2. Avoid judgment. We cope with trauma in a variety of ways. While there are “typical” responses, there is no “normal” response. Be understanding and supportive of other people’s feelings, even if they don’t make sense to you. Remember, it’s acceptable to cry, be angry or find humor in unusual things.

3. Talk about it. Don’t fall into the professionalism trap that results in thinking you are a robot instead of a human. Talk with your peers, family and/or friends about the potential traumatic impact before and after covering a traumatic event.

4. Provide support. There is expansive research showing that social and organizational support helps people cope more effectively with trauma exposure and its aftermath. Social support can be as simple as reaching out to a coworker and telling her you’re there to talk. Talking it out (what mental health professionals call “debriefing”) is a form of coping with trauma exposure and can be beneficial. Organizational support is as easy as asking an employee if she is ok or if she needs to take a break.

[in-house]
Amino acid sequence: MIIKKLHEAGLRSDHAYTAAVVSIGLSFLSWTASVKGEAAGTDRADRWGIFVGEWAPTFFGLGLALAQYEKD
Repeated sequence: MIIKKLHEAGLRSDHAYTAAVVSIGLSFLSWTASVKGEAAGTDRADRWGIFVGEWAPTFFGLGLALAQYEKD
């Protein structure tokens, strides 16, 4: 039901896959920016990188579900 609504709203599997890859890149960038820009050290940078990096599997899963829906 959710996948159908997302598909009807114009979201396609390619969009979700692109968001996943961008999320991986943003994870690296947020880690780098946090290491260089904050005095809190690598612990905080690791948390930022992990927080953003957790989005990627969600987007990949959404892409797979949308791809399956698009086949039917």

5. Recognize context. You are more likely to be impacted by a traumatic event if you personally were victim of trauma in the past. Be aware of this and recognize if current traumas are bringing up reminders of past experiences.

6. Know the signs. Emotional trauma is so frequently ignored in newsrooms because journalists don’t recognize it in themselves or each other. Emotional trauma manifests itself differently, depending on its victim. However, sleep disturbances, relationship issues, frequent reminders or avoidance of reminders of the traumatic event, angry outburst, and self medicating through alcohol or substances are common signs associated with emotional trauma. The National Center for PTSD and the Dart Center for Journalism & Trauma are great resources for learning the basics about emotional trauma, its levels of severity and methods of self care.

7. Allow them to opt out. If a reporter doesn’t feel emotionally equipped to cover a story, managers should allow them to opt out without fear of penalty. Someone else can cover it. Giving reporters options without fear of repercussions is the right thing to do in these situations.

8. Remain positive. It sounds cliché, but research supports positive thinking leading to happier feelings. It’s called “play acting.” The longer you play act that you’re happy, the happier you will become.